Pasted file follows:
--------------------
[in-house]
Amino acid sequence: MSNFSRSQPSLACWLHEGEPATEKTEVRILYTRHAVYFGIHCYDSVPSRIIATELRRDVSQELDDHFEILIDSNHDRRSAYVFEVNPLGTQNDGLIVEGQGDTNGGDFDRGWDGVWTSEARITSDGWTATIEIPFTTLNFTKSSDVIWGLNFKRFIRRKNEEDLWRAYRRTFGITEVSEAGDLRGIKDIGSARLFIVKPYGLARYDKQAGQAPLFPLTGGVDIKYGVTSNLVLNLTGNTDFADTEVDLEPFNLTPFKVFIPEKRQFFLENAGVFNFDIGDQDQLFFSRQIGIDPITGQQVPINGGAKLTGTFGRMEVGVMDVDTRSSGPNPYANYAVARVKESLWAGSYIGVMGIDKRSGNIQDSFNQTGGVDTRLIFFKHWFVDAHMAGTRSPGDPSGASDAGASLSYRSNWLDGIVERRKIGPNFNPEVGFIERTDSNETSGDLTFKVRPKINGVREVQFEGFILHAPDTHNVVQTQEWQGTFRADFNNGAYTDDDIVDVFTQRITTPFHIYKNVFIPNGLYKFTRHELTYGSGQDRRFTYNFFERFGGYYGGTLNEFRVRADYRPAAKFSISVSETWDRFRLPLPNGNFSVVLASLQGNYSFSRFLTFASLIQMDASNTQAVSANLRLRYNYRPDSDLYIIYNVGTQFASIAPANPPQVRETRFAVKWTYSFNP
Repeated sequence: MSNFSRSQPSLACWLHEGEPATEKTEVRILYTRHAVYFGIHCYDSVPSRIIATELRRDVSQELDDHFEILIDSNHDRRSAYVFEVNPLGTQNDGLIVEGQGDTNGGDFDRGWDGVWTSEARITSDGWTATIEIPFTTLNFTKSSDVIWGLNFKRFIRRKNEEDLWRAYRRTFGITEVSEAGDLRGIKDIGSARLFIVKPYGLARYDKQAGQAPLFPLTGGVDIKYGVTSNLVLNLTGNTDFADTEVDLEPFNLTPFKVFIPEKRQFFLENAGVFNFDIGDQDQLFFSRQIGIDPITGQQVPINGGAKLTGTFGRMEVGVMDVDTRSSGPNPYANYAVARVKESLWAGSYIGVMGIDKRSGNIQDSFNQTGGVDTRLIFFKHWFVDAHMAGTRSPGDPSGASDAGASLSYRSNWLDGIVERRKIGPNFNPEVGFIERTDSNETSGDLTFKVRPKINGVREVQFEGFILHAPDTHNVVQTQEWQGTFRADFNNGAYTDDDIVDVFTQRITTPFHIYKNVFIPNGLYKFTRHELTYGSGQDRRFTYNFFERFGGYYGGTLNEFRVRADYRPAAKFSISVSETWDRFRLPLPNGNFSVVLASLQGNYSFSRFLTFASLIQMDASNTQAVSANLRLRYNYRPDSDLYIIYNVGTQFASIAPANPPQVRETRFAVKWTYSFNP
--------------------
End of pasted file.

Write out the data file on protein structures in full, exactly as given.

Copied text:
[in-house]
Amino acid sequence: MSNFSRSQPSLACWLHEGEPATEKTEVRILYTRHAVYFGIHCYDSVPSRIIATELRRDVSQELDDHFEILIDSNHDRRSAYVFEVNPLGTQNDGLIVEGQGDTNGGDFDRGWDGVWTSEARITSDGWTATIEIPFTTLNFTKSSDVIWGLNFKRFIRRKNEEDLWRAYRRTFGITEVSEAGDLRGIKDIGSARLFIVKPYGLARYDKQAGQAPLFPLTGGVDIKYGVTSNLVLNLTGNTDFADTEVDLEPFNLTPFKVFIPEKRQFFLENAGVFNFDIGDQDQLFFSRQIGIDPITGQQVPINGGAKLTGTFGRMEVGVMDVDTRSSGPNPYANYAVARVKESLWAGSYIGVMGIDKRSGNIQDSFNQTGGVDTRLIFFKHWFVDAHMAGTRSPGDPSGASDAGASLSYRSNWLDGIVERRKIGPNFNPEVGFIERTDSNETSGDLTFKVRPKINGVREVQFEGFILHAPDTHNVVQTQEWQGTFRADFNNGAYTDDDIVDVFTQRITTPFHIYKNVFIPNGLYKFTRHELTYGSGQDRRFTYNFFERFGGYYGGTLNEFRVRADYRPAAKFSISVSETWDRFRLPLPNGNFSVVLASLQGNYSFSRFLTFASLIQMDASNTQAVSANLRLRYNYRPDSDLYIIYNVGTQFASIAPANPPQVRETRFAVKWTYSFNP
Repeated sequence: MSNFSRSQPSLACWLHEGEPATEKTEVRILYTRHAVYFGIHCYDSVPSRIIATELRRDVSQELDDHFEILIDSNHDRRSAYVFEVNPLGTQNDGLIVEGQGDTNGGDFDRGWDGVWTSEARITSDGWTATIEIPFTTLNFTKSSDVIWGLNFKRFIRRKNEEDLWRAYRRTFGITEVSEAGDLRGIKDIGSARLFIVKPYGLARYDKQAGQAPLFPLTGGVDIKYGVTSNLVLNLTGNTDFADTEVDLEPFNLTPFKVFIPEKRQFFLENAGVFNFDIGDQDQLFFSRQIGIDPITGQQVPINGGAKLTGTFGRMEVGVMDVDTRSSGPNPYANYAVARVKESLWAGSYIGVMGIDKRSGNIQDSFNQTGGVDTRLIFFKHWFVDAHMAGTRSPGDPSGASDAGASLSYRSNWLDGIVERRKIGPNFNPEVGFIERTDSNETSGDLTFKVRPKINGVREVQFEGFILHAPDTHNVVQTQEWQGTFRADFNNGAYTDDDIVDVFTQRITTPFHIYKNVFIPNGLYKFTRHELTYGSGQDRRFTYNFFERFGGYYGGTLNEFRVRADYRPAAKFSISVSETWDRFRLPLPNGNFSVVLASLQGNYSFSRFLTFASLIQMDASNTQAVSANLRLRYNYRPDSDLYIIYNVGTQFASIAPANPPQVRETRFAVKWTYSFNP